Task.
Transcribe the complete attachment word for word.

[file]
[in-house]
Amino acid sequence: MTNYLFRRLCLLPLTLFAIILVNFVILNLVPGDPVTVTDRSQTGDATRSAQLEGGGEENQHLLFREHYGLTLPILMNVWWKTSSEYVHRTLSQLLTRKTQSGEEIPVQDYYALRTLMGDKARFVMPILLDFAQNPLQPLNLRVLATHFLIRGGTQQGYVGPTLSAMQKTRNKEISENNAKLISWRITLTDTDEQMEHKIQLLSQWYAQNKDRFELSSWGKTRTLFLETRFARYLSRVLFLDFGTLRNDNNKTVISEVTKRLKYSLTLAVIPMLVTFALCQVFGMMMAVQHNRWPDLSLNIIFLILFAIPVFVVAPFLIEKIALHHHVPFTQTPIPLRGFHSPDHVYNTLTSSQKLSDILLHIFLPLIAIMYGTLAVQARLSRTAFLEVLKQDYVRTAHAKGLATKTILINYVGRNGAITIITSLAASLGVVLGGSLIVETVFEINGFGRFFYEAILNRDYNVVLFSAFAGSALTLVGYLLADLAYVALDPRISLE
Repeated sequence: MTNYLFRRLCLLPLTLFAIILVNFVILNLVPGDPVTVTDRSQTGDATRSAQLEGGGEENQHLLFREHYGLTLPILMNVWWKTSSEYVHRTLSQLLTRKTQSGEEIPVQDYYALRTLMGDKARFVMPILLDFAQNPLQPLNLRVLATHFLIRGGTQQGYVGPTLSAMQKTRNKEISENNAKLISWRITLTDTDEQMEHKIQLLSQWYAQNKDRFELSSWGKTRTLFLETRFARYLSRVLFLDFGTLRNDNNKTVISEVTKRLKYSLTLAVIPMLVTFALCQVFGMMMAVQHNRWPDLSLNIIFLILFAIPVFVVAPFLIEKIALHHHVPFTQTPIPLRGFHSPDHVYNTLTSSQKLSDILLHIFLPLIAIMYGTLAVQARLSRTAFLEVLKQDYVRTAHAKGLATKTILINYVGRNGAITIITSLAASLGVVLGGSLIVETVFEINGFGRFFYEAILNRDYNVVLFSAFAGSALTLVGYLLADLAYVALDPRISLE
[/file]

[in-house]
Amino acid sequence: MTNYLFRRLCLLPLTLFAIILVNFVILNLVPGDPVTVTDRSQTGDATRSAQLEGGGEENQHLLFREHYGLTLPILMNVWWKTSSEYVHRTLSQLLTRKTQSGEEIPVQDYYALRTLMGDKARFVMPILLDFAQNPLQPLNLRVLATHFLIRGGTQQGYVGPTLSAMQKTRNKEISENNAKLISWRITLTDTDEQMEHKIQLLSQWYAQNKDRFELSSWGKTRTLFLETRFARYLSRVLFLDFGTLRNDNNKTVISEVTKRLKYSLTLAVIPMLVTFALCQVFGMMMAVQHNRWPDLSLNIIFLILFAIPVFVVAPFLIEKIALHHHVPFTQTPIPLRGFHSPDHVYNTLTSSQKLSDILLHIFLPLIAIMYGTLAVQARLSRTAFLEVLKQDYVRTAHAKGLATKTILINYVGRNGAITIITSLAASLGVVLGGSLIVETVFEINGFGRFFYEAILNRDYNVVLFSAFAGSALTLVGYLLADLAYVALDPRISLE
Repeated sequence: MTNYLFRRLCLLPLTLFAIILVNFVILNLVPGDPVTVTDRSQTGDATRSAQLEGGGEENQHLLFREHYGLTLPILMNVWWKTSSEYVHRTLSQLLTRKTQSGEEIPVQDYYALRTLMGDKARFVMPILLDFAQNPLQPLNLRVLATHFLIRGGTQQGYVGPTLSAMQKTRNKEISENNAKLISWRITLTDTDEQMEHKIQLLSQWYAQNKDRFELSSWGKTRTLFLETRFARYLSRVLFLDFGTLRNDNNKTVISEVTKRLKYSLTLAVIPMLVTFALCQVFGMMMAVQHNRWPDLSLNIIFLILFAIPVFVVAPFLIEKIALHHHVPFTQTPIPLRGFHSPDHVYNTLTSSQKLSDILLHIFLPLIAIMYGTLAVQARLSRTAFLEVLKQDYVRTAHAKGLATKTILINYVGRNGAITIITSLAASLGVVLGGSLIVETVFEINGFGRFFYEAILNRDYNVVLFSAFAGSALTLVGYLLADLAYVALDPRISLE